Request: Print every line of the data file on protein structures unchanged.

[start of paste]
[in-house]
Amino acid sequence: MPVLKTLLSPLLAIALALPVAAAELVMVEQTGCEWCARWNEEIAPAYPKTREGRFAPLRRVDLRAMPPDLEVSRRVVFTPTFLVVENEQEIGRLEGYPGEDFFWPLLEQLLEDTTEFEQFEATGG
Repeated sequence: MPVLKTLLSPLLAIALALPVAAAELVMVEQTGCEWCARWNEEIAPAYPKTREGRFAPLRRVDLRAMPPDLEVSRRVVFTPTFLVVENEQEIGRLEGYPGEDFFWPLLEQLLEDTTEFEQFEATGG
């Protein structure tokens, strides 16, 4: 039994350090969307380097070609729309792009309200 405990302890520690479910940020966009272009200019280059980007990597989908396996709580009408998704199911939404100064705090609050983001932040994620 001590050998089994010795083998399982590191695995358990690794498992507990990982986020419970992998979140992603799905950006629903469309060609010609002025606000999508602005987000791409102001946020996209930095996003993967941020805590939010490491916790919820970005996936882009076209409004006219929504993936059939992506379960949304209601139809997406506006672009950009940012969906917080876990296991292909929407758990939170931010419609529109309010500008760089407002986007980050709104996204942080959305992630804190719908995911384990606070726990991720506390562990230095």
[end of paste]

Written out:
[in-house]
Amino acid sequence: MPVLKTLLSPLLAIALALPVAAAELVMVEQTGCEWCARWNEEIAPAYPKTREGRFAPLRRVDLRAMPPDLEVSRRVVFTPTFLVVENEQEIGRLEGYPGEDFFWPLLEQLLEDTTEFEQFEATGG
Repeated sequence: MPVLKTLLSPLLAIALALPVAAAELVMVEQTGCEWCARWNEEIAPAYPKTREGRFAPLRRVDLRAMPPDLEVSRRVVFTPTFLVVENEQEIGRLEGYPGEDFFWPLLEQLLEDTTEFEQFEATGG
């Protein structure tokens, strides 16, 4: 039994350090969307380097070609729309792009309200 405990302890520690479910940020966009272009200019280059980007990597989908396996709580009408998704199911939404100064705090609050983001932040994620 001590050998089994010795083998399982590191695995358990690794498992507990990982986020419970992998979140992603799905950006629903469309060609010609002025606000999508602005987000791409102001946020996209930095996003993967941020805590939010490491916790919820970005996936882009076209409004006219929504993936059939992506379960949304209601139809997406506006672009950009940012969906917080876990296991292909929407758990939170931010419609529109309010500008760089407002986007980050709104996204942080959305992630804190719908995911384990606070726990991720506390562990230095």